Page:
• 1867 – George Luks, American painter and illustrator (d. 1933), was an American realist artist, painter, comics artist and illustrator. His vigorously painted genre paintings of urban subjects are examples of the Ashcan School of American art.
  • 1866 – Giovanni Agnelli, Italian businessman, founded Fiat S.p.A (d. 1945), was an Italian businessman, who founded Fiat car manufacturing in 1899.
  • 1860 – Annie Oakley, American target shooter (d. 1926), was an American sharpshooter and exhibition shooter. Her talent first came to light when at age 15 she won a shooting match against traveling-show marksman Frank E.

Deaths

  • 2015 – Om Prakash Munjal, Indian businessman and philanthropist, co-founded Hero Cycles (b. 1928)
  • 2013 – Aaron Selber, Jr., American businessman and philanthropist (b. 1927)
  • 2012 – Helen Gurley Brown, American journalist and author (b. 1922)
  • 2012 – Hugo Adam Bedau, American philosopher and academic (b. 1926)
  • 2012 – Joan Roberts, American actress and singer (b. 1917)
  • 2012 – Johnny Pesky, American baseball player and manager (b. 1919)
  • 2010 – Edwin Newman, American journalist and author (b. 1919)
  • 2010 – Lance Cade, American wrestler (b. 1981)
  • 2009 – Lavelle Felton, American basketball player (b. 1980)
  • 2009 – Les Paul, American musician (b. 1915)
  • 2008 – Bill Gwatney, American politician (b. 1959)
  • 2008 – Jack Weil, American businessman (b. 1901)
  • 2007 – Brooke Astor, American philanthropist and socialite (b. 1902)
  • 2007 – Phil Rizzuto, American baseball player and sportscaster (b. 1917)
  • 2004 – Julia Child, American chef, author, and television host (b. 1912)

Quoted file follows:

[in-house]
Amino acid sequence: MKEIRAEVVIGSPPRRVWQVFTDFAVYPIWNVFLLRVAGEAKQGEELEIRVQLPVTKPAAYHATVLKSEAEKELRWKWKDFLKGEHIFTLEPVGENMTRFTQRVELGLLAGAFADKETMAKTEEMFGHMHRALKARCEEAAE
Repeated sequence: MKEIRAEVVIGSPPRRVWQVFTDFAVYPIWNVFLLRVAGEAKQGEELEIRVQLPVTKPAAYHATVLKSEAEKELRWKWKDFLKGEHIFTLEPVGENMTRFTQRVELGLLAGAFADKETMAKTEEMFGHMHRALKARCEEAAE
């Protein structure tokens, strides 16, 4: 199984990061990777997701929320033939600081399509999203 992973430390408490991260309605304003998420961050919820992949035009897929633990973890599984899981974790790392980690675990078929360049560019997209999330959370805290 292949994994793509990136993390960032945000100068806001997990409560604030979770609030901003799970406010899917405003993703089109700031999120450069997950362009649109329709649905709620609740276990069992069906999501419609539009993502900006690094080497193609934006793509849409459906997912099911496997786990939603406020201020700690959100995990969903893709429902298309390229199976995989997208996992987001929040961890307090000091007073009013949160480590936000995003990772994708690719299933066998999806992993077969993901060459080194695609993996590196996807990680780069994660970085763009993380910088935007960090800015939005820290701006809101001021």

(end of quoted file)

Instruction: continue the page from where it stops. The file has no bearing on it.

• 2003 – Ed Townsend, American singer-songwriter and producer (b. 1929)
  • 2001 – Jim Hughes, American baseball player and manager (b. 1923)
  • 1998 – Edward Ginzton, Ukrainian-American physicist and academic (b. 1915)
  • 1998 – Julien Green, American author (b. 1900)
  • 1998 – Rafael Robles, Dominican-American baseball player (b. 1947)
  • 1995 – Mickey Mantle, American baseball player and sportscaster (b. 1931)
  • 1991 – James Roosevelt, American general and politician (b. 1907)
  • 1989 – Larkin I. Smith, American police officer and politician (b. 1944)
  • 1989 – Tim Richmond, American race car driver (b. 1955)
  • 1986 – Helen Mack, American actress (b. 1913)
  • 1979 – Andrew Dasburg, American painter and sculptor (b. 1887)
  • 1978 – Lonnie Mayne, American wrestler (b. 1944)
  • 1971 – W. O. Bentley, English race car driver and engineer, founded Bentley Motors Limited (b. 1888)
  • 1958 – Francis J. McCormick, American football, basketball player, and coach (b. 1903)
  • 1934 – Mary Hunter Austin, American author and playwright (b. 1868)
  • 1826 – René Laennec, French physician, invented the stethoscope (b. 1781)
  • 1744 – John Cruger, Danish-American businessman and politician, 39th Mayor of New York City (b. 1678)